Commentary from Tim Yates, former History Project staff member: The Marchand Collection offers a wealth of images that can be used in the classroom to illustrate and prompt discussion of what cultural historians mean when they abstractly describe the shift from a inner-directed nineteenth-century culture of character to an other-directed twentieth-century culture of personality.    The socioeconomic causes of this shift also involved other abstract historical concepts such as the shift from producerism to consumerism, for which the Marchand Collection also provides useful illustrations beyond the ads discussed in this post.  While Douglas and Bradley are both products of the longstanding American emphasis on self-improvement, they are different historical types.  Douglas represents the successful inner-directed producer come industrialist who helped Americans overcome scarcity through factory production.  Expanding factory operations enabled the kind of industrial mass-production pioneered by Henry Ford in the early twentieth century.  The productivity of nineteenth-century middle-class men such as Douglas led to the emergence after 1900 of middle-class men such as Bradley, who increasingly found themselves selling mass-produced goods or doing other kinds of white-collar work in the office environments of large corporations or public bureaucracies.  Success in many of the jobs created by mass production and consumption required other-directed management of social impressions.  Advertisers and self-improvement promoters offered twentieth-century self-makers a range of new solutions for the changing circumstances, solutions that centered on personality enhancement.  Explore the Marchand collection for examples of advertising appeals to personality enhancement as well as images depicting the rise of mass production.  This chapter of American history raises other historical questions that the Marchand Collection might help elucidate.  How did middle-class American women experience of the cultural shift from character to personality and the underlying shift from a producer-oriented to a consumption-oriented economy?  When and how did working-class and ethnic-minority groups experience this new twentieth-century culture?  How did the rise of a mass-production and mass-consumption economy shape American politics over the course of the twentieth century?  How does the nineteenth-century emphasis on character influence our society today?  How does the more recent culture of personality influence your life?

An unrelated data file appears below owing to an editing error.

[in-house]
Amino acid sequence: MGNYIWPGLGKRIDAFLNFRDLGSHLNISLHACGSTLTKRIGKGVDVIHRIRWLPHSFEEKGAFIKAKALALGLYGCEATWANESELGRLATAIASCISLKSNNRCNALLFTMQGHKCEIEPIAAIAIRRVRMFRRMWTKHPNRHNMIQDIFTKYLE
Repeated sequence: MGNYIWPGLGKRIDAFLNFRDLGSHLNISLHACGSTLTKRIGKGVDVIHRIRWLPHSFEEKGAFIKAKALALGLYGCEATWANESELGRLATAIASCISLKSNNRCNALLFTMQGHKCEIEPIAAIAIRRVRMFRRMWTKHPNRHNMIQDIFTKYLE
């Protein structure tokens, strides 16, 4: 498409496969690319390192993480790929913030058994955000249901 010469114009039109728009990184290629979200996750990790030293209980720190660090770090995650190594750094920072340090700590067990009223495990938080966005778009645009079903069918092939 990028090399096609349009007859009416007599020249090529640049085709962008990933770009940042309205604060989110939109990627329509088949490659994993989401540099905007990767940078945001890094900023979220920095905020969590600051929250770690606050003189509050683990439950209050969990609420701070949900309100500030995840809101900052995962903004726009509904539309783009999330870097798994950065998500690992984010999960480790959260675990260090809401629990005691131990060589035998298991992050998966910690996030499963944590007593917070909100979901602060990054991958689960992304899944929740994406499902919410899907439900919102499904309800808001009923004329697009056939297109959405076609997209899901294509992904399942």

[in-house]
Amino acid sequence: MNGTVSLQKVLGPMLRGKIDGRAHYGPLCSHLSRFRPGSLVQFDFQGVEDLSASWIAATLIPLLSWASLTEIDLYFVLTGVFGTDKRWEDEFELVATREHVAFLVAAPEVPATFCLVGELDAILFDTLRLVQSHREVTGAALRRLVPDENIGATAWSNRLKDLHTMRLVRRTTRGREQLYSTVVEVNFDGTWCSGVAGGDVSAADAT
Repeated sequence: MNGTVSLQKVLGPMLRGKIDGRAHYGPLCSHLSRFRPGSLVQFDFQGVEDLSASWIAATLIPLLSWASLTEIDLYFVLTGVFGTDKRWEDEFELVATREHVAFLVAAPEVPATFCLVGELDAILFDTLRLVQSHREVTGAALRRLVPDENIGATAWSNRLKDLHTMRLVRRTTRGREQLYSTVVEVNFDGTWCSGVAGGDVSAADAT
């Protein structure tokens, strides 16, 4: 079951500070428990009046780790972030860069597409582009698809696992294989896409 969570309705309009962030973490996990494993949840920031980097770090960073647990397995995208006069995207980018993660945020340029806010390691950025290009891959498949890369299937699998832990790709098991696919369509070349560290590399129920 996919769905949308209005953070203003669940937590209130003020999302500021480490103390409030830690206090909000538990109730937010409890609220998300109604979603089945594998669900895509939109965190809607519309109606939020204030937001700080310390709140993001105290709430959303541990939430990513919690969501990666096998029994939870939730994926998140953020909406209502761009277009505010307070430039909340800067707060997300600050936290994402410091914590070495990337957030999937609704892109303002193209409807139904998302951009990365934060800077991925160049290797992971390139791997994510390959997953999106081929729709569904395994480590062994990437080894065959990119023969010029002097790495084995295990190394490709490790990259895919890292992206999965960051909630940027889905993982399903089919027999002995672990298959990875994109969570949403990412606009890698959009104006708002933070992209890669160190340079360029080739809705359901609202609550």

Douglas and the Culture of Character: This advertisement for W.L. Douglas shoes vividly illustrates popular nineteenth-century American ideas about manhood and success.  The ad promotes W.L. Douglas shoes in an appeal emphasizing the qualities of Douglas the shoemaker, a self-made man sincerely dedicated to the craft he began learning it as a young child.  Cultural historian Warren Susman has argued that nineteenth-century America “was a culture of character” rooted in “producer values” that idealized thrift, discipline, work, morality, duty, citizenship, and reputation.  Americans considered these qualities prerequisites for true success.  Douglas has these qualities.  He contrasts both the nineteenth-century drunkard who weakly squandered money and became a slave to alcohol, and the confidence man, who spent his energies in criminal schemes hinging on the cultivation of false social impressions.  Douglas is a hard-working man who has achieved self-mastery by directing his energies inward to develop discipline.  He frequently spends his days in Boston thriftily purchasing his own supplies to eliminate the  middleman costs, which, the ad assures readers, his stores do as well.  Upon returning from Boston, he often works alone late into the night.  Relentlessly efficient and productive, Douglas is a sincere man of character, and character translates into affordable shoes with quality.